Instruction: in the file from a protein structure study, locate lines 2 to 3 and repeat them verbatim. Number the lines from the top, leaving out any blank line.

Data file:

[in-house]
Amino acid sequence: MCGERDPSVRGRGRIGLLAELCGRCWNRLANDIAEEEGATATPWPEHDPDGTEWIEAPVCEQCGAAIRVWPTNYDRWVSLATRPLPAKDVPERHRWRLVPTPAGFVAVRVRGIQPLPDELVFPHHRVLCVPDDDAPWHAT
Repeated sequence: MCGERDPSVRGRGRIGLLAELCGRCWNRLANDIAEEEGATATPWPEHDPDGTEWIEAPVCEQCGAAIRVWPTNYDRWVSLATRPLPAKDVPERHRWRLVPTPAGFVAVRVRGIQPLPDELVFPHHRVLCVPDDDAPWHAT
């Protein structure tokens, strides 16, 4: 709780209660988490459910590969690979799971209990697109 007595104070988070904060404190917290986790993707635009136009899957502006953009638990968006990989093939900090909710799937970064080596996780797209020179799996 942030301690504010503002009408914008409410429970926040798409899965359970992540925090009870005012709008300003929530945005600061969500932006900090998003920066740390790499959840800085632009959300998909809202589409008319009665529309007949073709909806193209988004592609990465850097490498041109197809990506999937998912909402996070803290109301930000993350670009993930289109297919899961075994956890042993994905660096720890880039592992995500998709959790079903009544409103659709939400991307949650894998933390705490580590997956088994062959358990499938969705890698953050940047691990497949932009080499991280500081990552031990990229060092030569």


Amino acid sequence: MCGERDPSVRGRGRIGLLAELCGRCWNRLANDIAEEEGATATPWPEHDPDGTEWIEAPVCEQCGAAIRVWPTNYDRWVSLATRPLPAKDVPERHRWRLVPTPAGFVAVRVRGIQPLPDELVFPHHRVLCVPDDDAPWHAT
Repeated sequence: MCGERDPSVRGRGRIGLLAELCGRCWNRLANDIAEEEGATATPWPEHDPDGTEWIEAPVCEQCGAAIRVWPTNYDRWVSLATRPLPAKDVPERHRWRLVPTPAGFVAVRVRGIQPLPDELVFPHHRVLCVPDDDAPWHAT